The well known cut-through pedestrian route, Union Street but nicknamed Smelly Alley locally, has been closed ever since the fire that ripped through C Mart Asian food store in Friar Street on Friday, May 26.
Flames tore through the structure prompting a major firefighting operation with water, smoke and electrical damage affecting neighbouring businesses including those in Union Street.
The Friar Street entrance to the alley remains closed one month on but almost all of the businesses in Union Street are open as usual, which includes phone repair shops, beauticians and craft beer and cheese shop The Grumpy Goat.
Many of these businesses have been impacted by the lack of passing trade over the past month and two further businesses that remain closed within the cordon are Union Food and Wine and the Ever Beauty Salon.
Meanwhile, Mystic Lounge Tattoo and Piercing Studio has relocated to Cheapside.
Tattoo artist Melanie Morningstar explained that her business partner was able to secure the temporary location so they can continue business operations.
Melanie said: “Because we’re all self employed, we didn’t want to have our staff unemployed basically. Obviously our priority was to get up and running as soon as possible.
“We were lucky to find this location for now, because we don’t know realistically when exactly when we’re going to be able to go back to the other one.”
The tattoo parlour now occupies a long unit with tattoo and piercing beds for customers.
Melanie added: “We had to do all this in three days.
“We just have to start doing work in it to make it fit, we need to redo the flooring, it’s 100 per cent safe to go in, it’s just a matter of decorating.
“It’s mostly smoke and water damage, the fire didn’t get to our property.”
She said: “We’re just trying to get back in as soon as possible to be honest.
“Hopefully not less than a couple of months but not too long either.”
Back in Union Street, business owners are frustrated that part of the street remains closed.
Khuran Shehzad of F 4 Fones fears that he may have to close as footfall in Union Street has fallen dramatically.
Mr Shezhad said: “I can understand if the building is unsafe, but I don’t understand why is the council cannot simply board it up, give a metre space so people can get through so our businesses are not affected.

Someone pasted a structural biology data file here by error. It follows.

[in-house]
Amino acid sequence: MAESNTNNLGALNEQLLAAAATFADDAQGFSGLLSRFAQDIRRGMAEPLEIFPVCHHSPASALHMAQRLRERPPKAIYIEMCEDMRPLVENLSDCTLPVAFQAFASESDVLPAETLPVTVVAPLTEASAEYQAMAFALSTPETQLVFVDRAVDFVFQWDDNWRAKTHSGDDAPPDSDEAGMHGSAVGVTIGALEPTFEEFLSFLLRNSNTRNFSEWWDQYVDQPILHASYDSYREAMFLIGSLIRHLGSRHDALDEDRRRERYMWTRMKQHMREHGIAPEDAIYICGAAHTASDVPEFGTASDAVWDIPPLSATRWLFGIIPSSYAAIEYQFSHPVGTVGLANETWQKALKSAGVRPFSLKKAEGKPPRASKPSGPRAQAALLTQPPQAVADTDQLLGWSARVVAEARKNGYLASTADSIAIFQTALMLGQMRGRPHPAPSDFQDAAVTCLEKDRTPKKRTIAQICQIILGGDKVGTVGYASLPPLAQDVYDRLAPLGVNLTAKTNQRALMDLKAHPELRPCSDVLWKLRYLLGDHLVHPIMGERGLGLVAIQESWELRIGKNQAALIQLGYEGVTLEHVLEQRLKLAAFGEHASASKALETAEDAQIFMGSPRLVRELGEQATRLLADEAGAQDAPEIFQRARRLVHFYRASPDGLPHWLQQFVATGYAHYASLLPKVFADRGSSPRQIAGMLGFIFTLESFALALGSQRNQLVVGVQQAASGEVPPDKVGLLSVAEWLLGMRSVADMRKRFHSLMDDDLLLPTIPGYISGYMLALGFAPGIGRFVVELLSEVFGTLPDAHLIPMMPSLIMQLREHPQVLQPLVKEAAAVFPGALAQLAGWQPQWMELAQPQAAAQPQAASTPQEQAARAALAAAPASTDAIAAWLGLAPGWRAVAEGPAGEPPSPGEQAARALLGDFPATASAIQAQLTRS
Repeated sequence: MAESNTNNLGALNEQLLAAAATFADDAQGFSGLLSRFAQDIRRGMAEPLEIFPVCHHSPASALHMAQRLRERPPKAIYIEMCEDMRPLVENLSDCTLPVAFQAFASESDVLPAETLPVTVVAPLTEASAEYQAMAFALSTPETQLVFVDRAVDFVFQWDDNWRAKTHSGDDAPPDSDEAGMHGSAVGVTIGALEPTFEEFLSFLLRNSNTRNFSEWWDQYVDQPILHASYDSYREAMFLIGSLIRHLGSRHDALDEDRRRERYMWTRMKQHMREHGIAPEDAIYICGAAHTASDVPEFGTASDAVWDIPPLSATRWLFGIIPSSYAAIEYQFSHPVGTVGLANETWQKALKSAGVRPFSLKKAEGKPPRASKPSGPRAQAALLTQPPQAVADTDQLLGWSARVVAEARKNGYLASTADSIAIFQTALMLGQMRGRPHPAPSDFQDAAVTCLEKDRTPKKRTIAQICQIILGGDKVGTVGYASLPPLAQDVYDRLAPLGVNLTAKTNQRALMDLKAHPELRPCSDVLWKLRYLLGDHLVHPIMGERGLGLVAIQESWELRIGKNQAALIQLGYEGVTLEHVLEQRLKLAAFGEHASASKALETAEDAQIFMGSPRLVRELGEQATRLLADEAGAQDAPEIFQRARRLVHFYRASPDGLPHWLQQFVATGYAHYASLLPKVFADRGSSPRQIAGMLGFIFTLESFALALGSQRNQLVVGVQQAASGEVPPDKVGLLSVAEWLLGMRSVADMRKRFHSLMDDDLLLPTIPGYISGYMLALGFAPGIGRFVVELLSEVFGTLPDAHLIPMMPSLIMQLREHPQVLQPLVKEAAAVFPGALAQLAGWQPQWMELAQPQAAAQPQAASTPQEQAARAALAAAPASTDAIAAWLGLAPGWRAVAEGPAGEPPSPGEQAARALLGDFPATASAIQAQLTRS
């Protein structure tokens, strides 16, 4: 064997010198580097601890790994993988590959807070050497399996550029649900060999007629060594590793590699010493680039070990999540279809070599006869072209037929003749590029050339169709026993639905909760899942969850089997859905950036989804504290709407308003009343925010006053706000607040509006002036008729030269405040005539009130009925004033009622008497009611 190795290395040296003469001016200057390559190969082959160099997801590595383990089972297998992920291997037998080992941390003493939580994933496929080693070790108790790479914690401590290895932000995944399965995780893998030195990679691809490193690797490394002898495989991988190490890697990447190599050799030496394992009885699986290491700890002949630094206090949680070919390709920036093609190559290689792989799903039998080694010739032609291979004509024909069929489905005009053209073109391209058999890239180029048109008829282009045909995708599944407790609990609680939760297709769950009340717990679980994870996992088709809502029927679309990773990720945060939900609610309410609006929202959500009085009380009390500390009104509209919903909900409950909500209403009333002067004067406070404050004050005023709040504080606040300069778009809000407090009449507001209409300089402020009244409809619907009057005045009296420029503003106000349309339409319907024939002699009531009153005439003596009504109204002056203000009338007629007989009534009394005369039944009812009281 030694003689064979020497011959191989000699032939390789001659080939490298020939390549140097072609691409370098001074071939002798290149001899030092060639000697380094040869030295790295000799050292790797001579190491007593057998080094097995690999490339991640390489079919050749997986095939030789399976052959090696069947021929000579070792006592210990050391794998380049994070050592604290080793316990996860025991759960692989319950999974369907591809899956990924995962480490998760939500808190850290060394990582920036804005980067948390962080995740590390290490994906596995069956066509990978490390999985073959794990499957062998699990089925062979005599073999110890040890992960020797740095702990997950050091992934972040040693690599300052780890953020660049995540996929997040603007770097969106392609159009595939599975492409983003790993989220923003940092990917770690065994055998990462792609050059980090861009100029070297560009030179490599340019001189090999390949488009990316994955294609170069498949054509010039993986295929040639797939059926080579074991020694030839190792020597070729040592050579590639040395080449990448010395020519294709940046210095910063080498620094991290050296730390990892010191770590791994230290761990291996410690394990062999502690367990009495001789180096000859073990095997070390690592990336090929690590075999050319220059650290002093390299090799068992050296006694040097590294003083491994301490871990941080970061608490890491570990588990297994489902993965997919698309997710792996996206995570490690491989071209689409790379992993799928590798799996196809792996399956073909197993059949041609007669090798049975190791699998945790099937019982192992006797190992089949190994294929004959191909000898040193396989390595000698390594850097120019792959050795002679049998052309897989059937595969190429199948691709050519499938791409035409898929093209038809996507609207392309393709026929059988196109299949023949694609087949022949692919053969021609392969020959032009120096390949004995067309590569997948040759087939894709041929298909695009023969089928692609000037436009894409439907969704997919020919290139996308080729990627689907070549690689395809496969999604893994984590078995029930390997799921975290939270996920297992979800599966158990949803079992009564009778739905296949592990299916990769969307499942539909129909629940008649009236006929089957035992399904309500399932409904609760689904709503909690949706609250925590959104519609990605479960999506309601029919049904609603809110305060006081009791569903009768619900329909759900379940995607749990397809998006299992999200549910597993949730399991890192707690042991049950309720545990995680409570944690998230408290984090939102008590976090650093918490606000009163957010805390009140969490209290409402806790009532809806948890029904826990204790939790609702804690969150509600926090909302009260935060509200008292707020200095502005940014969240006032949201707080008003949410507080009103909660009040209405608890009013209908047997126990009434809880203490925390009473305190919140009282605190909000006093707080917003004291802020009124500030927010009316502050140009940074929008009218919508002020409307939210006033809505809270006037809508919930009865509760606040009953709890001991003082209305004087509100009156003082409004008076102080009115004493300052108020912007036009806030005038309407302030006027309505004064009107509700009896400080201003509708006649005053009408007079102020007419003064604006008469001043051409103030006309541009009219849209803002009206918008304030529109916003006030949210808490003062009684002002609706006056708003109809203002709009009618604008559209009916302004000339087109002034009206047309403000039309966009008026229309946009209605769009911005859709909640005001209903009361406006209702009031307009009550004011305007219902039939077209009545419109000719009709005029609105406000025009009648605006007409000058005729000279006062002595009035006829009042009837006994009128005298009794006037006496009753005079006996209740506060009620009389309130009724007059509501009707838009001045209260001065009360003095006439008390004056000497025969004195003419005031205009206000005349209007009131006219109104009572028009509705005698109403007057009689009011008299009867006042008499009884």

“If the building has to be rebuilt, this could be going on for a year. I do not think we can survive in this environment. We have to pay rent.
“How am I going to raise that money when I have no customers? There are going to be businesses winding up, altogether.”
Mr Shezhad was one of 17 business owners to write to Matt Rodda, the Labour MP for Reading East to lobby for the entrance to be opened as soon as possible.
The letter states: “Please could you help us in solving this situation and getting the access from Friar Street into Union Street opened as soon as possible, as it is the question of survivability of not only the businesses but the households that are attached to the businesses now.
“For most of the businesses this is the only stream of income for their household. We would appreciate any help that you can provide.”
The entrance remains closed due to electricity isolation and structural survey work that needs to take place.
It has been acknowledged that ‘Smelly Alley’ is a major arterial route between Friar Street and Broad Street, and that small and medium sized businesses are the backbone of the Reading economy.
A Reading Borough Council official has stressed that public safety is a priority.
The council has also said that while most of Union Street is open for business, barriers will remain at the Friar Street entrance to prevent injury from falling and loose debris from the buildings that were affected most by the fire.
A spokesperson from SSEN Distribution said: “Our engineers safely and successfully completed the initial request to isolate specific power supplies at this location last Thursday; following on from this, we have now been asked to isolate two additional supplies and we are currently working with the individual property owners to carry out the works.”